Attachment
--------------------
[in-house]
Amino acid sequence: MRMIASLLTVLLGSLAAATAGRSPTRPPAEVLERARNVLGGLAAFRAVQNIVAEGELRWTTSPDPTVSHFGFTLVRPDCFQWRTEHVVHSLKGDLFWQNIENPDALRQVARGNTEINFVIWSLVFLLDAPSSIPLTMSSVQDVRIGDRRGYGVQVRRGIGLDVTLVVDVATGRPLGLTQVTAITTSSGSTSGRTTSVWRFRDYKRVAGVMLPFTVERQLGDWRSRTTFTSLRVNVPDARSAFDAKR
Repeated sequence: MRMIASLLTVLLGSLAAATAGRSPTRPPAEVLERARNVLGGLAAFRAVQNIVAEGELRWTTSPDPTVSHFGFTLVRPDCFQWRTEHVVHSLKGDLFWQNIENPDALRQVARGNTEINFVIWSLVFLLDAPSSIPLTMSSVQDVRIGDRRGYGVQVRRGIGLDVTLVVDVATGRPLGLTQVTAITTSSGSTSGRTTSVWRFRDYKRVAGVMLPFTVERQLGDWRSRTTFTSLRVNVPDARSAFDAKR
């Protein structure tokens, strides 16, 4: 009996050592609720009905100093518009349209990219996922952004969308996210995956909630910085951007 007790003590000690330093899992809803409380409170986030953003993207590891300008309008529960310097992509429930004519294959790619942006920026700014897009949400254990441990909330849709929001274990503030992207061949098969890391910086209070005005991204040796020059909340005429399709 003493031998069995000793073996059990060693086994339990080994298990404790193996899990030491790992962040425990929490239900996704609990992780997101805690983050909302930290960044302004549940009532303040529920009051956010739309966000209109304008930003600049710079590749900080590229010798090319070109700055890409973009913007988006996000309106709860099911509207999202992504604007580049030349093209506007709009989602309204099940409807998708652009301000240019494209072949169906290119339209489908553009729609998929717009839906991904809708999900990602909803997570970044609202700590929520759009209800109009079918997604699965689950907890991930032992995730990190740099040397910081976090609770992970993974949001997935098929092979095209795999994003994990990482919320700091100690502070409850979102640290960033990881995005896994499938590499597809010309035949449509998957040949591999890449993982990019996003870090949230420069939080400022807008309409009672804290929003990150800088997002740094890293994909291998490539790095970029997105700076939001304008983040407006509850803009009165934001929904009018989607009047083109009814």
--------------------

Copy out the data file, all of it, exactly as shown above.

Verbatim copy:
[in-house]
Amino acid sequence: MRMIASLLTVLLGSLAAATAGRSPTRPPAEVLERARNVLGGLAAFRAVQNIVAEGELRWTTSPDPTVSHFGFTLVRPDCFQWRTEHVVHSLKGDLFWQNIENPDALRQVARGNTEINFVIWSLVFLLDAPSSIPLTMSSVQDVRIGDRRGYGVQVRRGIGLDVTLVVDVATGRPLGLTQVTAITTSSGSTSGRTTSVWRFRDYKRVAGVMLPFTVERQLGDWRSRTTFTSLRVNVPDARSAFDAKR
Repeated sequence: MRMIASLLTVLLGSLAAATAGRSPTRPPAEVLERARNVLGGLAAFRAVQNIVAEGELRWTTSPDPTVSHFGFTLVRPDCFQWRTEHVVHSLKGDLFWQNIENPDALRQVARGNTEINFVIWSLVFLLDAPSSIPLTMSSVQDVRIGDRRGYGVQVRRGIGLDVTLVVDVATGRPLGLTQVTAITTSSGSTSGRTTSVWRFRDYKRVAGVMLPFTVERQLGDWRSRTTFTSLRVNVPDARSAFDAKR
């Protein structure tokens, strides 16, 4: 009996050592609720009905100093518009349209990219996922952004969308996210995956909630910085951007 007790003590000690330093899992809803409380409170986030953003993207590891300008309008529960310097992509429930004519294959790619942006920026700014897009949400254990441990909330849709929001274990503030992207061949098969890391910086209070005005991204040796020059909340005429399709 003493031998069995000793073996059990060693086994339990080994298990404790193996899990030491790992962040425990929490239900996704609990992780997101805690983050909302930290960044302004549940009532303040529920009051956010739309966000209109304008930003600049710079590749900080590229010798090319070109700055890409973009913007988006996000309106709860099911509207999202992504604007580049030349093209506007709009989602309204099940409807998708652009301000240019494209072949169906290119339209489908553009729609998929717009839906991904809708999900990602909803997570970044609202700590929520759009209800109009079918997604699965689950907890991930032992995730990190740099040397910081976090609770992970993974949001997935098929092979095209795999994003994990990482919320700091100690502070409850979102640290960033990881995005896994499938590499597809010309035949449509998957040949591999890449993982990019996003870090949230420069939080400022807008309409009672804290929003990150800088997002740094890293994909291998490539790095970029997105700076939001304008983040407006509850803009009165934001929904009018989607009047083109009814």